Are there any other things I should look for?

Check the length of the cable; if it’s short, that will greatly limit your options for where you can mount the aerial, which could, in turn, affect the quality of your reception. (You can buy an aerial extension cable if needed, though.)

Check the fixtures too: some aerials come with an optional stand, while others feature adhesive pads or mountings. If you want an amplifier, think about getting a standalone one, rather than one that’s built directly into the aerial. This makes the aerial itself lighter and easier to locate, and if the amplifier doesn’t improve your picture you can simply remove it.

READ NEXT: The best Freeview HD boxes

The best indoor TV aerials 2018

1byone Freeview TV aerial with stand: The best basic indoor TV aerial

Price: £12 | Buy now from Amazon

This diminutive flat-panel aerial is about as unobtrusive as they come. It’s incredibly light and impossibly thin, and you can lie it flat on your TV cabinet, hang it behind the TV, attach it to a wall or window or simply place it in the stand supplied.

In fact, the only limit to your options is the 1.8m cable – which is a bit of a shame, as location is important with this aerial. We found that Freeview HD reception was temperamental with the aerial sitting on the TV cabinet, but moving it to the wall behind gave us a full, glitch-free complement of 96 TV channels and 32 radio channels. If you don’t mind a little experimenting with the positioning, this is a great aerial for good to medium signal areas, and very affordable.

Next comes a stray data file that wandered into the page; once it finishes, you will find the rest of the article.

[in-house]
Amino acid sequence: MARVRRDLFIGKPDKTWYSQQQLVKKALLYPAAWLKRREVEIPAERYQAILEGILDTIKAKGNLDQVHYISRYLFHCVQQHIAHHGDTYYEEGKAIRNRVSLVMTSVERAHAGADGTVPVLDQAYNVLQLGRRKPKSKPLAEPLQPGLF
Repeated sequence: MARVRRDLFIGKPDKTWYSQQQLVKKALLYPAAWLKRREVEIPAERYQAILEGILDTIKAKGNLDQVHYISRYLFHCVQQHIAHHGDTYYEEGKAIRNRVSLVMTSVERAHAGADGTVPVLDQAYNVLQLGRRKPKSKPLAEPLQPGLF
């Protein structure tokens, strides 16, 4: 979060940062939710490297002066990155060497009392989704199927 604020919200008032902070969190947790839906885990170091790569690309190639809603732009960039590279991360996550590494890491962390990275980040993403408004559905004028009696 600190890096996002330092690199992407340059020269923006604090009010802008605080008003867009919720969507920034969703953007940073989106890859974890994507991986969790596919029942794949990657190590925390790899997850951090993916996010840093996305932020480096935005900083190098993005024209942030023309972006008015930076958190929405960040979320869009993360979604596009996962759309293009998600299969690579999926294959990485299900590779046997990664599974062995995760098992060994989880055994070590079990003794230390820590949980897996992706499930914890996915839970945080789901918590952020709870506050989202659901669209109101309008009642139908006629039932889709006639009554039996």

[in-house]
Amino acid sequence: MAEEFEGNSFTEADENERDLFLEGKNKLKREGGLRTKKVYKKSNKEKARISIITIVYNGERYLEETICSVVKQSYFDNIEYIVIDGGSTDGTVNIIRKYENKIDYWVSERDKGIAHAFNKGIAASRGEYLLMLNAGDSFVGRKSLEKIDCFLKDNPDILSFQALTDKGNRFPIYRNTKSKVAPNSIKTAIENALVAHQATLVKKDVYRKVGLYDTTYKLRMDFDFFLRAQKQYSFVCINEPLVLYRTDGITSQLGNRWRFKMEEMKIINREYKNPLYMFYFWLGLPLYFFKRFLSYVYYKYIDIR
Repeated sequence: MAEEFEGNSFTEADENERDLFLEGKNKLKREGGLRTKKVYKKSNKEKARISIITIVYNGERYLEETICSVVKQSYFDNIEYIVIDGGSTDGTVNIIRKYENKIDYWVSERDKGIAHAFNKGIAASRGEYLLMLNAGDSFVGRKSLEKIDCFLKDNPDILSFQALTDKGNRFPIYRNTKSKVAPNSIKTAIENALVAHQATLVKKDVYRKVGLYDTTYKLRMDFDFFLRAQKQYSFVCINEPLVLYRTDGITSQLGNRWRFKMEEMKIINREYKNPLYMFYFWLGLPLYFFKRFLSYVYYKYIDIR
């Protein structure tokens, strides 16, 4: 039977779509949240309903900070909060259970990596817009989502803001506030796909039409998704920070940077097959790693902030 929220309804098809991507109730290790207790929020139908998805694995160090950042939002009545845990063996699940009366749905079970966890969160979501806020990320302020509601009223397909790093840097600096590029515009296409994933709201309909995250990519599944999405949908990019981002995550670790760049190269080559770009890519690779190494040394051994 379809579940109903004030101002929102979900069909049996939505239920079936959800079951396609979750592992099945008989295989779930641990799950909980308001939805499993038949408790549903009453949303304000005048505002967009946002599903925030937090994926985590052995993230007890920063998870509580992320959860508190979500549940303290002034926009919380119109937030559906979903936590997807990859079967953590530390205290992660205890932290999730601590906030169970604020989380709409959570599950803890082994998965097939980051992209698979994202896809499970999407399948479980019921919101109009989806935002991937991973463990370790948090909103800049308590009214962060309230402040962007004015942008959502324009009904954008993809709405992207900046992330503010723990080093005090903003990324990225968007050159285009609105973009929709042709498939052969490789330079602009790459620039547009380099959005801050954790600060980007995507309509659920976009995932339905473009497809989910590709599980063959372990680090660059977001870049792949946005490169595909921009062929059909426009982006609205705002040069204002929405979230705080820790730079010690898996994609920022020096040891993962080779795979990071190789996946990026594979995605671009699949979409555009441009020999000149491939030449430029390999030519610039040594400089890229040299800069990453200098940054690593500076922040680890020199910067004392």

Key specs – Type: Flat-panel aerial; Amplified: No; Cable length: 1.8m; Extras: Stand, adhesive pads; Dimensions: 230 x 210 x 10mm; Weight: 68g

August High Gain TV aerial: The best compact aerial for travel

Price: £12 | Buy now from Amazon

The August High Gain TV aerial has a compact, monopole design, with a magnetic stand that will clamp onto a wide range of metallic surfaces, including radiators. It’ll also attach to the roof of a vehicle, which makes it a good choice for travelling – but note that it’s not weatherproof in any way, so you’ll need to keep an eye on the sky if you want to use it in the great outdoors.

Given this aerial’s small size and design, we were braced for poor performance, but the August actually picked up the same set of channels as the 1byone aerial and was slightly less fussy about positioning. Freeview HD channels did seem a little more prone to blocky artefacts, however, so you may need to be careful in weak signal areas – and watch out too for the short 1.5m cable.

Key specs – Type: Monopole aerial; Amplified: No; Cable length: 1.5m; Extras: None; Dimensions: 158 x 140 x 70mm; Weight: 231g

Philex SLx Gold 27769RG aerial: The best aerial for bad signal areas

Price: £19 | Buy now from Amazon